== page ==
A hulking development in Woolwich made up of a Tesco and hundreds of apartments has won the Carbuncle Cup, the annual prize run by Building Design that names and shames the worst building in Britain. The scheme was designed by architect Sheppard Robson and developed by Tesco off-shoot Spenhill.
The judges of the non-coveted anti-prize labelled the building “oppressive” and “overtly militaristic, defensive, arrogant and inept”. BD editor Thomas Lane said it was: “A classic case of gross overdevelopment... It even manages to make its immediate neighbour, Greenwich council’s none-too-insubstantial town hall, and former Carbuncle Cup nominee, look like a pimple on the face of a morbidly obese bully.”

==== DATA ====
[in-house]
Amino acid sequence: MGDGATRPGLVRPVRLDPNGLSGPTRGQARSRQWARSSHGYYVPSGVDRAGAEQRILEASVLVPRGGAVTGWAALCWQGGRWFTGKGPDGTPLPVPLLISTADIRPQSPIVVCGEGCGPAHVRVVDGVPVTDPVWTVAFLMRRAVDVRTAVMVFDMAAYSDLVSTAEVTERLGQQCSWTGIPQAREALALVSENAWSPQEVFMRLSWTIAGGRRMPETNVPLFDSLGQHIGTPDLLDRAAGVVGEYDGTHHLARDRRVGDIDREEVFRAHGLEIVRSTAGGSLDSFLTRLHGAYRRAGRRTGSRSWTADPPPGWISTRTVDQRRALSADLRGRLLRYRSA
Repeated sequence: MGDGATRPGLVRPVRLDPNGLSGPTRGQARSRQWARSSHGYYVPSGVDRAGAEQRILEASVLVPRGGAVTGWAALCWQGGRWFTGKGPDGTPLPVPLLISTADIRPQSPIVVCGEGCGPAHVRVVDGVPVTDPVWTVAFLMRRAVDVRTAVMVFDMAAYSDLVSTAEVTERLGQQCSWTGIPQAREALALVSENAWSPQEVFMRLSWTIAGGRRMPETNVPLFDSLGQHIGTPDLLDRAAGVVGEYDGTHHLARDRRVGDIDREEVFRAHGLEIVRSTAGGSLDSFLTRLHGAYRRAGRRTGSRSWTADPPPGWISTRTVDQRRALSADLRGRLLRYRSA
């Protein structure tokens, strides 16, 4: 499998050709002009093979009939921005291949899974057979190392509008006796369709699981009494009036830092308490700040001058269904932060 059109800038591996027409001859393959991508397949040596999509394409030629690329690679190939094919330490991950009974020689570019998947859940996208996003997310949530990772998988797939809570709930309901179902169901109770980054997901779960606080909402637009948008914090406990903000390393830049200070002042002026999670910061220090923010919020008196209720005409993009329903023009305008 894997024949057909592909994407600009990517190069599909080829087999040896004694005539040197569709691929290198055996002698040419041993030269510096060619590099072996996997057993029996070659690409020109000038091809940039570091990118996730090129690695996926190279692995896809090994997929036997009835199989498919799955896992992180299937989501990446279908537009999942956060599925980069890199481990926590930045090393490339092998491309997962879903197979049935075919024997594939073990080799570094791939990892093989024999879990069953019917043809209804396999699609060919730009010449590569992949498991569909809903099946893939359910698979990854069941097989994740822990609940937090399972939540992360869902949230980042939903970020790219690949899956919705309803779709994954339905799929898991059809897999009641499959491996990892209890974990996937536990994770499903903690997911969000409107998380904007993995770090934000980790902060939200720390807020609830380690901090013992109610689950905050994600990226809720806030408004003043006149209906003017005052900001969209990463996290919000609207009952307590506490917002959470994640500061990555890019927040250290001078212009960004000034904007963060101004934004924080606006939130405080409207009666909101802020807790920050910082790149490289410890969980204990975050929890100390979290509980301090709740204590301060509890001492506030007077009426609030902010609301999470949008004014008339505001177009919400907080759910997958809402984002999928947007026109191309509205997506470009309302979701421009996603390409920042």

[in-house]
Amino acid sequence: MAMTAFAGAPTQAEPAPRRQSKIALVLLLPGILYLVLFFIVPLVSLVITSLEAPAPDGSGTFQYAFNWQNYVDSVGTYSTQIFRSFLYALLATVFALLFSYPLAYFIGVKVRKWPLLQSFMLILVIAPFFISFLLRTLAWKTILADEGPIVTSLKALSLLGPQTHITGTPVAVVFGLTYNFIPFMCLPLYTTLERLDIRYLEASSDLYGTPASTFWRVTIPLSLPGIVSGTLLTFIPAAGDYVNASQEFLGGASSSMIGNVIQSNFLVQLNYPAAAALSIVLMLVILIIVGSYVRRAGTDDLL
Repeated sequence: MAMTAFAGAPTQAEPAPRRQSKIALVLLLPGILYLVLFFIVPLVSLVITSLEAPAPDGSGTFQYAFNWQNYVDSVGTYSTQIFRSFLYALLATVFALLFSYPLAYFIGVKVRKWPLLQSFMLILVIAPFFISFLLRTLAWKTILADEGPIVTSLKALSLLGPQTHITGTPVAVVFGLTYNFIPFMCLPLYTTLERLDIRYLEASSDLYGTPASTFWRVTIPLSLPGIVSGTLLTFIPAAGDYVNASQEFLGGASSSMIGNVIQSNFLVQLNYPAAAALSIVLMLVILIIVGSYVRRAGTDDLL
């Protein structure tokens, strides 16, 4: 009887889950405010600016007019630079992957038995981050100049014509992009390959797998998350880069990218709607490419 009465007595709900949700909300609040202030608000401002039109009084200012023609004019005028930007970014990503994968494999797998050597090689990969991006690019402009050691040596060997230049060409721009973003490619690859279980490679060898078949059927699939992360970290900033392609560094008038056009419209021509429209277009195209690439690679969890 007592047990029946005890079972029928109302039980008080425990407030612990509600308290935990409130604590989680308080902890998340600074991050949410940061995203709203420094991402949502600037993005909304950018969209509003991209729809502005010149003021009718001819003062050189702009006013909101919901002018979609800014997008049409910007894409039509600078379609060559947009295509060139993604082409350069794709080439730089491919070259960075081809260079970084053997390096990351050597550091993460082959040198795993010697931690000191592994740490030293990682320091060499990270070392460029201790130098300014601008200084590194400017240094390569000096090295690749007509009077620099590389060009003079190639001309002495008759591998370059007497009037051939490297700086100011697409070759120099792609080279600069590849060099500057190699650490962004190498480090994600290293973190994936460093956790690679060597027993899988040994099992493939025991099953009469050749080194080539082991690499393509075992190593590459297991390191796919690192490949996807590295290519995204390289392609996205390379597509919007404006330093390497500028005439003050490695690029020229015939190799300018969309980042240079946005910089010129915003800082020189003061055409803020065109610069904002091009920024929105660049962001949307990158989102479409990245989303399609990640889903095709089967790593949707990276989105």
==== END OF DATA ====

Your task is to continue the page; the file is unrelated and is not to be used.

Woolwich Central, as the lumpen development is known, is made up of six blocks rising to 17 storeys with 189 flats that squat over a 7,800 sq m Tesco. It beat off competition from six other buildings on the short-list, including three in London. They were: Vauxhall Tower (a Dalek’s toilet roll); Unite Stratford City (a rusty, washed-up oil tanker); and QN7 flats at the Emirates Stadium (a set of giant blue paint pots).
The theme that connects all the flops above is that they are pumped-up, oversized buildings that seemingly care little for their surroundings and neighbours; there's hopefully a lesson in there for architects and developers in the future.